In IT-management terms, this is a variation on the IT-alignment theme that has been a focus of CIOs since their inception. Firms that compete analytically, however, have gone beyond traditional alignment to a closer form of integration. For example, at Marriott, where there's a strong analytical group within the IT function, company executives argue it's difficult to distinguish analytical IT people from analytical marketing or finance staffs, since the groups work so closely together on projects.

A consumer-products company with an IT-based analytical group hires what it calls "Ph.D.'s with personality"—individuals who have heavy quantitative skills, yet who can speak the language of the business and market their work to internal customers and perhaps even external ones. At Quaker Chemical, each business unit has a "business adviser," or analytical specialist. Reporting to the unit head, the adviser acts as an intermediary between the suppliers of data and analysis—normally, the IT organization—and the users—that is, the executives. The adviser not only stimulates demand by showing the business unit how analysis can be useful, but also explains business needs to the suppliers to ensure that business-relevant data and analysis will be provided. In the course of my research, managers frequently commented that a relationship of trust between the analyst and the executive decision-maker is critical to the success of an analytical strategy.

No less important than analytical skills and relationships is an analytical architecture. Historically, analytical technology at many companies has been highly dispersed, with many different tools, models, and spreadsheets. However, one researcher suggests that 20% to 40% of spreadsheets contain errors. Furthermore, the proliferation of user-developed spreadsheets and databases inevitably leads to multiple versions of key indicators within an organization.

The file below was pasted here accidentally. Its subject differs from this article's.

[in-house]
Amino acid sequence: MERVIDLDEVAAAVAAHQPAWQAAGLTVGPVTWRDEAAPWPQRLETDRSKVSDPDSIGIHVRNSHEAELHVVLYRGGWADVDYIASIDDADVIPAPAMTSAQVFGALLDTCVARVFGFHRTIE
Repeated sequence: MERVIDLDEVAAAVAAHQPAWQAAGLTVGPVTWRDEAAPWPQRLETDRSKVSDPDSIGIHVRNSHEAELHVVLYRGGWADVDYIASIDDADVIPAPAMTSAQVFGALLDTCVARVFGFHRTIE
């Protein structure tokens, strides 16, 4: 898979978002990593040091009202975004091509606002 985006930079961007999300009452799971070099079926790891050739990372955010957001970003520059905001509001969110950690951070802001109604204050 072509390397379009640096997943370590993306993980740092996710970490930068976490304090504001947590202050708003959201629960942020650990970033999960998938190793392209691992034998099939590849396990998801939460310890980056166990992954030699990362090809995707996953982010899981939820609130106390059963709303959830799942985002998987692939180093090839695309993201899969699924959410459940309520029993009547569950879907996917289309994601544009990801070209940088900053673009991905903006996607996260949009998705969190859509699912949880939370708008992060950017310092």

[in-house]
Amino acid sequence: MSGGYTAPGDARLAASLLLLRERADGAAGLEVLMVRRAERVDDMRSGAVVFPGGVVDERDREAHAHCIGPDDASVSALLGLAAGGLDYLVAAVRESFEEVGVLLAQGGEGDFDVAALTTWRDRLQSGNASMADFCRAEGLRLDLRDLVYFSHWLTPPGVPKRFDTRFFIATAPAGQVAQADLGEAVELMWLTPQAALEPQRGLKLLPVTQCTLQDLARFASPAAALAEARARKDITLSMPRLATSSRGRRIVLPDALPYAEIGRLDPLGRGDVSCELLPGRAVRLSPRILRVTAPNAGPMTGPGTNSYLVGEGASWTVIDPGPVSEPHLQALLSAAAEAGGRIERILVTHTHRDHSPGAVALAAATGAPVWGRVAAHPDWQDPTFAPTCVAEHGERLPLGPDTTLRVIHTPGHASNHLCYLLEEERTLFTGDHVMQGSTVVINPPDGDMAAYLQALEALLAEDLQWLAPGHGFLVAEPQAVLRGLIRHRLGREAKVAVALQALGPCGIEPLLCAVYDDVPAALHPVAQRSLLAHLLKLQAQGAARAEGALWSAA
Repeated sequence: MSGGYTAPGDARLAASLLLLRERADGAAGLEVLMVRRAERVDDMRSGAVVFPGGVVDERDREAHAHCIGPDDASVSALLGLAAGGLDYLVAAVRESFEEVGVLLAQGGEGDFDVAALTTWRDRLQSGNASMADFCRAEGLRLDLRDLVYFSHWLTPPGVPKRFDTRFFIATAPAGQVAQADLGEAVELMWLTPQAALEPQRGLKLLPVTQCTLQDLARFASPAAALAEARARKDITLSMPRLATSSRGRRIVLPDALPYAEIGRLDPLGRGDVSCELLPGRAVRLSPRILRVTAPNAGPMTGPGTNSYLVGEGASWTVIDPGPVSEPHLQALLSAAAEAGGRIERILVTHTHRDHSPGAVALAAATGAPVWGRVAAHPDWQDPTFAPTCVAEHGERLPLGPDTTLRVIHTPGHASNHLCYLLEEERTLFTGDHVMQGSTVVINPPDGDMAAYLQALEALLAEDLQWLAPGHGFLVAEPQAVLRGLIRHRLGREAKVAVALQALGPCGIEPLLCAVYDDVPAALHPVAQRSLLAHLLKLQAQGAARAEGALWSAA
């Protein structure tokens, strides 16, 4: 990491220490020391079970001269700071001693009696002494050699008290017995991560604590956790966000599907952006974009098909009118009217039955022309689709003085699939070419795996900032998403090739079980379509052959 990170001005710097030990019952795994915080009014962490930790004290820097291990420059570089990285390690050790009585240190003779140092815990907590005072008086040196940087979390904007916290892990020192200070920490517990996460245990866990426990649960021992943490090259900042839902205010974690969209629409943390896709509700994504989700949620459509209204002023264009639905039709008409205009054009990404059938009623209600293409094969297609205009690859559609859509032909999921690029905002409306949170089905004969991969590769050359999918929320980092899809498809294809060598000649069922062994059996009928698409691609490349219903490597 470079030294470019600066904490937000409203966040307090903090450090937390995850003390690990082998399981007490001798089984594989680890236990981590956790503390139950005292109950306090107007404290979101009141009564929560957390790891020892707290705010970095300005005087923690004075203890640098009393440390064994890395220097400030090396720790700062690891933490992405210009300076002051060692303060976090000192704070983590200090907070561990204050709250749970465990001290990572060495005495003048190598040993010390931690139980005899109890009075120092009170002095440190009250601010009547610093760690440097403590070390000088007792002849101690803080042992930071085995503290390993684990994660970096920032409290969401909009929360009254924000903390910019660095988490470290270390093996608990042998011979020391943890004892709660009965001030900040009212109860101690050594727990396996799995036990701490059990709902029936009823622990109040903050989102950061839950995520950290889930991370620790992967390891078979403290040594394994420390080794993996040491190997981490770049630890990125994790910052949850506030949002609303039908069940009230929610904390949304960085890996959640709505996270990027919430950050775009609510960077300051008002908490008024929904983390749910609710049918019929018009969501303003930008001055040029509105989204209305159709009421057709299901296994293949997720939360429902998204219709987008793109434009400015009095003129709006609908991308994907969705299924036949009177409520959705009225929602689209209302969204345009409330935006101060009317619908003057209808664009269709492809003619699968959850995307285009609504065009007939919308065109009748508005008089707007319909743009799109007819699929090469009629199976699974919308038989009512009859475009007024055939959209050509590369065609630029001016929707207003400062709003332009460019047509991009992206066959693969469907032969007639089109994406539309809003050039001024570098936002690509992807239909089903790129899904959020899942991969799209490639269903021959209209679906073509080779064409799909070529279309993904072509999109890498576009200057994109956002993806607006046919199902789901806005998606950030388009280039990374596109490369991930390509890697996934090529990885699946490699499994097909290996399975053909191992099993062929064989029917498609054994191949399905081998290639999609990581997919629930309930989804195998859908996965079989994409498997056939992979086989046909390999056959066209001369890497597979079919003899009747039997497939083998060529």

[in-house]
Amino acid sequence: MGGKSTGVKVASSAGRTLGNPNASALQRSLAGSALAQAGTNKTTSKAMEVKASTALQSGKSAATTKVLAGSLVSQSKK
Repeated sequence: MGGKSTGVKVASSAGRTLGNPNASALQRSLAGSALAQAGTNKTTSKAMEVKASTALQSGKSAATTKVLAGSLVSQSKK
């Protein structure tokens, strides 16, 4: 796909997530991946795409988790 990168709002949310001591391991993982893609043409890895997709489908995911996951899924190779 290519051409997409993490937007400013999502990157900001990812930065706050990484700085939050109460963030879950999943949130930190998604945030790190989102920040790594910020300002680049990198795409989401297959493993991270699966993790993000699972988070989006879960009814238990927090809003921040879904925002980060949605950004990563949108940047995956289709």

Because of these problems, many companies are attempting to consolidate and integrate their technologies for business analytics. Such an approach requires IT organizations to develop new and broader capabilities for extracting and cleaning data, loading and maintaining data warehouses, conducting data mining, and engaging in queries and reporting. In the past, the tools have come from separate vendors and have been difficult to integrate. However, the leading vendors of BI tools and applications are themselves beginning to broaden and integrate their offerings, and to market and sell them at the enterprise level.